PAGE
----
Riyaz Naikoo, top Hizbul Mujahideen terrorist, killed in Pulwama encounter

The operation to nab Riyaz Naikoo was launched in his native Beigpora Gulazapura in Awantipora by the joint team of Jammu and Kashmir police and security forces on Tuesday night.
Riyaz Naikoo, who was leading the banned Hizbul Mujahideen in Kashmir valley, had been trapped in Beighbora village in Pulwama.((Photo: Twitter/@IjoydeepRoy))
Riyaz Naikoo, who was leading the banned Hizbul Mujahideen in Kashmir valley, had been trapped in Beighbora village in Pulwama.((Photo: Twitter/@IjoydeepRoy))
Updated on May 06, 2020 04:47 PM IST
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Hindustan Times, New Delhi | By

Top Hizbul Mujahideen terrorist Riyaz Naikoo has been killed along with two associates by a joint team of security forces in Kashmir’s Pulwama district, a senior security official said on Wednesday.

Riyaz Naikoo, who was leading the banned Hizbul Mujahideen in Kashmir valley, had been trapped in the operation in Beighbora village of Pulwama district earlier in the day. Jammu and Kashmir director general of police Dilbag Singh was supervising the operation.

Also read : Riyaz Naikoo, Kashmir’s most wanted terrorist, carries Rs 12 lakh reward

A senior police officer described Riyaz Naikoo’s elimination as a huge success.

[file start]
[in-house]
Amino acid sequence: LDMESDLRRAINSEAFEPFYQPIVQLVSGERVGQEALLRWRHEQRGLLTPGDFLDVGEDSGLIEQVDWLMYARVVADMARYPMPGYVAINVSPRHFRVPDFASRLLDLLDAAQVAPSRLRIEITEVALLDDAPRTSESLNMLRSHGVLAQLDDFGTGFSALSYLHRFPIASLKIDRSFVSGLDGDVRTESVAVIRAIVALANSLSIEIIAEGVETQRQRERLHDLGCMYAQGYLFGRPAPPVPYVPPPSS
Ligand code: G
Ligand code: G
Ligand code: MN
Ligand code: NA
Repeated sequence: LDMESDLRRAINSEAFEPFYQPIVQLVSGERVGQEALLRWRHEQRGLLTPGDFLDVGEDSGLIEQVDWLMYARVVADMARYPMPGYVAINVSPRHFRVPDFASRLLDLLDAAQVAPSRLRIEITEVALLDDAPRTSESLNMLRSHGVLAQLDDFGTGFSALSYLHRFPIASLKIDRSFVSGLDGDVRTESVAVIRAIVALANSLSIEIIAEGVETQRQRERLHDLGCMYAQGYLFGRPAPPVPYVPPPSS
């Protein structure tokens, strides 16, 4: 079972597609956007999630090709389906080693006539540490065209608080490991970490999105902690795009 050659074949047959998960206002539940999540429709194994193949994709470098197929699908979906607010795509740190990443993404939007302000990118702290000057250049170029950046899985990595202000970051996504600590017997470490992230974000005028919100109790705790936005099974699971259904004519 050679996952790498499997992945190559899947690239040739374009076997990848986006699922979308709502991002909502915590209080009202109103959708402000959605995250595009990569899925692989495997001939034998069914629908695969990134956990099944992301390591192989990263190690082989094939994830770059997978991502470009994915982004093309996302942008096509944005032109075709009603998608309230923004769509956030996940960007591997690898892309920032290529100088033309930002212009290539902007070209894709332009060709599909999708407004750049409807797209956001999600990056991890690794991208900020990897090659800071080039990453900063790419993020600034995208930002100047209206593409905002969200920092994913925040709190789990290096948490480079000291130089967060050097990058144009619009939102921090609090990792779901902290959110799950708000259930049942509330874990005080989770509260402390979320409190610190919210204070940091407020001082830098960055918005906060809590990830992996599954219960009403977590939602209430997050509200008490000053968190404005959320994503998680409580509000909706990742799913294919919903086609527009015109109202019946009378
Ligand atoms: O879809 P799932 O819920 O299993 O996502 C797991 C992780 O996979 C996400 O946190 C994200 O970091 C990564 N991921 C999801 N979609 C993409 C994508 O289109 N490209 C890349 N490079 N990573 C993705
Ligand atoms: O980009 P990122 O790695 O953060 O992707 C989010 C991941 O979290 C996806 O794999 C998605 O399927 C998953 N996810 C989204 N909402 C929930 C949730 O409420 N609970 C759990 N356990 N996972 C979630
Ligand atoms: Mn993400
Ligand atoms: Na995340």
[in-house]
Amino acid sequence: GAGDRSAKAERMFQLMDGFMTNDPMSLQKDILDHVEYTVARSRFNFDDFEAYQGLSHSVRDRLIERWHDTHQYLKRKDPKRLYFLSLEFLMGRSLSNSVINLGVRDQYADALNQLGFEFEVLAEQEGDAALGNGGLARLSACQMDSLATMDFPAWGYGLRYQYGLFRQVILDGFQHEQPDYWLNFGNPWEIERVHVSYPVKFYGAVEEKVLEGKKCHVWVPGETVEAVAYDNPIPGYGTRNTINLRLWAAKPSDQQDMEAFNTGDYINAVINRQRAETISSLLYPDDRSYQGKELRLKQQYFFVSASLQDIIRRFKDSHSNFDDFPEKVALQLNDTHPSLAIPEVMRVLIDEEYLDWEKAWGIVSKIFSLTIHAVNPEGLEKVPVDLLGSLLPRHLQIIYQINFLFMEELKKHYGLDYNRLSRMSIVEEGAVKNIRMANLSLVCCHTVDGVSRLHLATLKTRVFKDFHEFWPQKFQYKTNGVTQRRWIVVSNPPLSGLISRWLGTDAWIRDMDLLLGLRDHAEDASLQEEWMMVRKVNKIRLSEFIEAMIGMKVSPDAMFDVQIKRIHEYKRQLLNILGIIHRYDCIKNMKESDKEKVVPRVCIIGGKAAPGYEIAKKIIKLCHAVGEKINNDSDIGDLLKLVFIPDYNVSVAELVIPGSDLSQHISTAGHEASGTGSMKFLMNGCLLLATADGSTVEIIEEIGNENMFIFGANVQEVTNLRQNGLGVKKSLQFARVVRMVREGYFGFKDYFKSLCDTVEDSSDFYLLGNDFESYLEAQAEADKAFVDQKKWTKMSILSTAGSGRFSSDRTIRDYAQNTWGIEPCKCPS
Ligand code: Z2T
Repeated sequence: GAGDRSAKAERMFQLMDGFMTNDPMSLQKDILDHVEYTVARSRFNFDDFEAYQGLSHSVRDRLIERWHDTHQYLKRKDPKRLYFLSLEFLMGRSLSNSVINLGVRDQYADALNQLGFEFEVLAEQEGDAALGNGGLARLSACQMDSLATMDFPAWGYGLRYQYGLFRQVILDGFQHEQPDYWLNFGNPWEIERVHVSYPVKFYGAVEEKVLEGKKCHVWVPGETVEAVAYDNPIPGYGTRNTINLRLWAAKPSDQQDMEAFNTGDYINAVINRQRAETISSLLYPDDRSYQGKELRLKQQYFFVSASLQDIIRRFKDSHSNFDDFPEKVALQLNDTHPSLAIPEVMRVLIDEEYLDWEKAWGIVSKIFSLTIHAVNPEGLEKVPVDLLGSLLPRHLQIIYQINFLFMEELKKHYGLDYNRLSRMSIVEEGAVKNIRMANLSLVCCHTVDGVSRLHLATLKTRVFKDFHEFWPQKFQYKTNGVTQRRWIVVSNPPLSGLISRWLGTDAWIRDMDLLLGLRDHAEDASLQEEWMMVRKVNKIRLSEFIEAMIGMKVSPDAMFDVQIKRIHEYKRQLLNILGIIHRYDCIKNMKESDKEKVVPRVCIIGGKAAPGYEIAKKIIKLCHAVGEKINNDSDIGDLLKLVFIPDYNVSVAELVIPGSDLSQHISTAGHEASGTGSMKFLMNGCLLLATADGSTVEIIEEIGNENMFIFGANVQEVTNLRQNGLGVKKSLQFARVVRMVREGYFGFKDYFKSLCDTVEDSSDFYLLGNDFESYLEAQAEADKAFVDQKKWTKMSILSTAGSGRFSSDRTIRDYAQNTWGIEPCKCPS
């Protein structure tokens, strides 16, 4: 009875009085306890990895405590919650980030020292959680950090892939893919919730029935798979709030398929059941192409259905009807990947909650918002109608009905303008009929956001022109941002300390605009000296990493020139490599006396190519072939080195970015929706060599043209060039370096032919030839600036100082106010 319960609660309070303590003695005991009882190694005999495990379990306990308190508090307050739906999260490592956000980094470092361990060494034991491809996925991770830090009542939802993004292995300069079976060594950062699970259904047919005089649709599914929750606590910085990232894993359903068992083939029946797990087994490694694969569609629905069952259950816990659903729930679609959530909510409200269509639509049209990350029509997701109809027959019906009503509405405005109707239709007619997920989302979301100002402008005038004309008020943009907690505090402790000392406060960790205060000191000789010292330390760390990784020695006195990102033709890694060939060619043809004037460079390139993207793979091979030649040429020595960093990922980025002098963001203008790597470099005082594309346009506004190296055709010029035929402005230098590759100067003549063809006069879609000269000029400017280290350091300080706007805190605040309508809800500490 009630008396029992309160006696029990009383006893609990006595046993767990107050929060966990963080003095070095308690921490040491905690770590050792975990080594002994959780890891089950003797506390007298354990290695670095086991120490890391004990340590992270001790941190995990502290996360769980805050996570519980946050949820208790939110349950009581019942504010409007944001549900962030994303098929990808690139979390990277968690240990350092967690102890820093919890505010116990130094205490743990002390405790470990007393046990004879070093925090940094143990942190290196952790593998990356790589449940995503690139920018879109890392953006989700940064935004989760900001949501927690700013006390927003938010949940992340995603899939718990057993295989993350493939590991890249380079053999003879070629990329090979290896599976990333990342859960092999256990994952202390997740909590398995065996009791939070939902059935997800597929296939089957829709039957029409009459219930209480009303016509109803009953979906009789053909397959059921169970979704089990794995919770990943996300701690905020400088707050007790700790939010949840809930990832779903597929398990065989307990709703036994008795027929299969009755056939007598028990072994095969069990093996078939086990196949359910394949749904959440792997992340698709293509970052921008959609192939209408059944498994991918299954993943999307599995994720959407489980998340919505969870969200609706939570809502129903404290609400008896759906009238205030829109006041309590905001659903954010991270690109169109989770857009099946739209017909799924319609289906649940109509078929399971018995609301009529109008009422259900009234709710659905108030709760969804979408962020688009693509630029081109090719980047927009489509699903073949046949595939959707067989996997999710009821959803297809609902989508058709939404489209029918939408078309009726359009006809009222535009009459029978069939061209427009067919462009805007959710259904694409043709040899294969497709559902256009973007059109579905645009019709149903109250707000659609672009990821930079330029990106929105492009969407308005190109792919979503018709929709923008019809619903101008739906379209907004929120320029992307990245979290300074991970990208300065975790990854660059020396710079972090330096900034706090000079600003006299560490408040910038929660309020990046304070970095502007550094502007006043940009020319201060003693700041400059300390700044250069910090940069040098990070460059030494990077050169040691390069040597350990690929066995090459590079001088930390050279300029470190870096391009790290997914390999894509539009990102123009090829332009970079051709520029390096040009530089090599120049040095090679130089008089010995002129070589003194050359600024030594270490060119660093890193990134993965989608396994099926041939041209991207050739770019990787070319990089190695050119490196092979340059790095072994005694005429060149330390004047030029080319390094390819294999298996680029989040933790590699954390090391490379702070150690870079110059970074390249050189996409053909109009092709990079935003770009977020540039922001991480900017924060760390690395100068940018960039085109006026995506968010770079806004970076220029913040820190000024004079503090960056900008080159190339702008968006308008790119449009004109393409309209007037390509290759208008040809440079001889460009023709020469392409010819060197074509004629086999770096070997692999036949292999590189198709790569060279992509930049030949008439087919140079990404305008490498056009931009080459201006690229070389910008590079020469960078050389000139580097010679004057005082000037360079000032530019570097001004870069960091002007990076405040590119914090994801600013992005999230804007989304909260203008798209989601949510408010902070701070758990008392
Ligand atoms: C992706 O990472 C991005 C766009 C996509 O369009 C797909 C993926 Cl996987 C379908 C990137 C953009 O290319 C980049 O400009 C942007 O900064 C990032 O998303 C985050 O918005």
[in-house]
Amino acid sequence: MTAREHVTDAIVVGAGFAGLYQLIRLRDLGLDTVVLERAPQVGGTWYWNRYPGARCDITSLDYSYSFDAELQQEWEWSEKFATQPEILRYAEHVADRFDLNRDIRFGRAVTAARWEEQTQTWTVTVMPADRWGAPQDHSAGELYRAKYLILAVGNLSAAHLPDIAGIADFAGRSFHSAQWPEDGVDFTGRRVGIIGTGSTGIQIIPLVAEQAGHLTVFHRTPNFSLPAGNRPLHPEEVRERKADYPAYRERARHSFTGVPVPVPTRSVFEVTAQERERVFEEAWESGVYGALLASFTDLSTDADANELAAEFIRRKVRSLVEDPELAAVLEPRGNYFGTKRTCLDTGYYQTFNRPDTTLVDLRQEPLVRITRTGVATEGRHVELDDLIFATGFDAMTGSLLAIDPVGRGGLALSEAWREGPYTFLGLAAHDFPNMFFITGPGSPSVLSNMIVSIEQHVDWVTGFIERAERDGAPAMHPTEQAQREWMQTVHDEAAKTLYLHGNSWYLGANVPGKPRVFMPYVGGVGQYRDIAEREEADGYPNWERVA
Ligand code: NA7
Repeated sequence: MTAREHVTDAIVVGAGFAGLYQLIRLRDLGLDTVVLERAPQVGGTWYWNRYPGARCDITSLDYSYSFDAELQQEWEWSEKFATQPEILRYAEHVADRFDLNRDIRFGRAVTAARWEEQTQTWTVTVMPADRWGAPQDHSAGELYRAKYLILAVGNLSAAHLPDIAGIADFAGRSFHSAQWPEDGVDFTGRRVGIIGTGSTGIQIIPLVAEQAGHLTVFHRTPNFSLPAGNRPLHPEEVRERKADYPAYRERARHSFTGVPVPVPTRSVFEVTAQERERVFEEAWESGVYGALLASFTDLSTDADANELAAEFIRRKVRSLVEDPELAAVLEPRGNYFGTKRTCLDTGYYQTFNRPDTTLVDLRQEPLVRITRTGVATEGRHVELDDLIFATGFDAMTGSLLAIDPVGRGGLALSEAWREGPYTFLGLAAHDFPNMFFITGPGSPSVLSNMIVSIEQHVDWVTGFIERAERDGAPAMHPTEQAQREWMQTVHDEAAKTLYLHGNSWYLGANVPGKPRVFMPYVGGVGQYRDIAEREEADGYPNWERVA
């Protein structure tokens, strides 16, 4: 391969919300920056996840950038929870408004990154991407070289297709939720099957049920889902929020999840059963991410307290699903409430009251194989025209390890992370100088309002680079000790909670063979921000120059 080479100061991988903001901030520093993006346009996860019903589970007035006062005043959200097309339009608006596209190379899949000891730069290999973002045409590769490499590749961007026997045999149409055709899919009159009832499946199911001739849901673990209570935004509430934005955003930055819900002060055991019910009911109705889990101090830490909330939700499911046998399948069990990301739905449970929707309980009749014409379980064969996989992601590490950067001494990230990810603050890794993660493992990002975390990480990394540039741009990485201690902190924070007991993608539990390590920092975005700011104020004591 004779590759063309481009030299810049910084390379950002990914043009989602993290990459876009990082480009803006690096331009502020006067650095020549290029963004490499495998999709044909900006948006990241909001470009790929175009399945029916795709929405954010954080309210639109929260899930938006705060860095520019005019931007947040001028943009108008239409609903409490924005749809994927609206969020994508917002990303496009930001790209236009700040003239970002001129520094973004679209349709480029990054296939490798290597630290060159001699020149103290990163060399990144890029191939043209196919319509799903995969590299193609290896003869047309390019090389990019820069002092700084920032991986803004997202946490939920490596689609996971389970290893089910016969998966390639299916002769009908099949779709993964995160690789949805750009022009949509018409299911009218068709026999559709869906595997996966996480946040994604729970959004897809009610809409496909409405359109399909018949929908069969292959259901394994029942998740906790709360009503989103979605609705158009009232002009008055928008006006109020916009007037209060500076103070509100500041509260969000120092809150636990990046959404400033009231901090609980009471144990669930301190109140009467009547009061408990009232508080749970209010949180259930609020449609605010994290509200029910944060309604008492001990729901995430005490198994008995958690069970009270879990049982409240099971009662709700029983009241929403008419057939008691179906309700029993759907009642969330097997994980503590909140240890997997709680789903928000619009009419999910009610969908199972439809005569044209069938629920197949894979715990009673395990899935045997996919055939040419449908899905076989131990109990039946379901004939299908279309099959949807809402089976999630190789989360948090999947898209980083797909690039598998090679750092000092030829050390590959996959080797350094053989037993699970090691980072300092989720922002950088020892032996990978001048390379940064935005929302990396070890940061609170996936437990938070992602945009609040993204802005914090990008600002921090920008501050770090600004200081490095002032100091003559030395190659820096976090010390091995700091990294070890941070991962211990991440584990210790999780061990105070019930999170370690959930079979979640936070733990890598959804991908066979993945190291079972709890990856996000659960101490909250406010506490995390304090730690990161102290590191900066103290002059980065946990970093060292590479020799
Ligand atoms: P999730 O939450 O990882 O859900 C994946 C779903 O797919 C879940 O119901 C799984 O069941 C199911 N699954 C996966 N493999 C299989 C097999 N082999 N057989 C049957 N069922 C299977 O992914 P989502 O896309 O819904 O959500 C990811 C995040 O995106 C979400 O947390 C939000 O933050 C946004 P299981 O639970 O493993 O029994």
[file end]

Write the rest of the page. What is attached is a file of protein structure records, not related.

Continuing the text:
Naikoo is learnt to be close to the Pakistan-based Hizbul chief, Syed Salahuddin, who was declared a global terrorist by the US in 2017.

Naikoo had taken over as chief of the terror group after the outfit’s Kashmir commander Burhan Wani was gunned down in July 2016.

The tech-savvy Naikoo, who used to give private tuitions to school children before joining Hizbul Mujahideen, had played a crucial role in holding the terror group’s hold in the valley after the group’s Zakir Musa split the outfit in 2017 to form his own group Ansar Ghazwatul Hind.

Zakir Musa’s new outfit was claimed to be an affiliate of Al Qaeda. Musa didn’t get to lead the new outfit for long. He was killed in an encounter in Tral in May last year.

Also read : Who is Riyaz Naikoo, Kashmir’s most wanted militant?

Naikoo, however, had been awfully lucky. In Kashmir, where the career span of terrorists rarely exceeds four years, Naikoo lasted eight years.

He had been cornered by the security forces in Kashmir on several occasions but had managed to slip out every time. One reason, a J&K police officer told Hindustan Times, that when the police got the initial input about the presence of Kashmir’s most-wanted terrorist, police chief Dilbag Singh quickly got into the picture to oversee the entire operation.

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  • ABOUT THE AUTHOR

    Author of Indian Mujahideen: The Enemy Within (2011, Hachette) and Himalayan Face-off: Chinese Assertion and Indian Riposte (2014, Hachette). Awarded K Subrahmanyam Prize for Strategic Studies in 2015 by Manohar Parrikar Institute for Defence Studies and Analyses (MP-IDSA) and the 2011 Ben Gurion Prize by Israel.

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